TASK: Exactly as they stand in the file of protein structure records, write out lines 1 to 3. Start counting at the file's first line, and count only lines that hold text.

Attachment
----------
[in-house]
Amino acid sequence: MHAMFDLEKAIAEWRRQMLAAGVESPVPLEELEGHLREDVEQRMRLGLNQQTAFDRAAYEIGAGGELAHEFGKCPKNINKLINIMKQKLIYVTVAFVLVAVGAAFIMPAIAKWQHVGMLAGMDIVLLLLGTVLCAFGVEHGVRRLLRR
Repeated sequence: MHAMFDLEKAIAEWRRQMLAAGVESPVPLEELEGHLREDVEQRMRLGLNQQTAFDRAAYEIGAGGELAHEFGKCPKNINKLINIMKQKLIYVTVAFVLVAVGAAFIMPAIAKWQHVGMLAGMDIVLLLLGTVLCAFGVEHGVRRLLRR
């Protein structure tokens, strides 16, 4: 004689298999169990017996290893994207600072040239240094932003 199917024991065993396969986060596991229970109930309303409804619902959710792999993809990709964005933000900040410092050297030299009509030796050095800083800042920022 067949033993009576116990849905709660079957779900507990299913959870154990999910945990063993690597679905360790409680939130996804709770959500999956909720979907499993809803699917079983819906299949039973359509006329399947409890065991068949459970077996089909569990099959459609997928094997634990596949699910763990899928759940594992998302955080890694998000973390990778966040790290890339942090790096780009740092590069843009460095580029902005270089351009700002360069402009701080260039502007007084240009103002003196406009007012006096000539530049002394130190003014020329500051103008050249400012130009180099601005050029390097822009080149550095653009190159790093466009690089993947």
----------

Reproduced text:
[in-house]
Amino acid sequence: MHAMFDLEKAIAEWRRQMLAAGVESPVPLEELEGHLREDVEQRMRLGLNQQTAFDRAAYEIGAGGELAHEFGKCPKNINKLINIMKQKLIYVTVAFVLVAVGAAFIMPAIAKWQHVGMLAGMDIVLLLLGTVLCAFGVEHGVRRLLRR
Repeated sequence: MHAMFDLEKAIAEWRRQMLAAGVESPVPLEELEGHLREDVEQRMRLGLNQQTAFDRAAYEIGAGGELAHEFGKCPKNINKLINIMKQKLIYVTVAFVLVAVGAAFIMPAIAKWQHVGMLAGMDIVLLLLGTVLCAFGVEHGVRRLLRR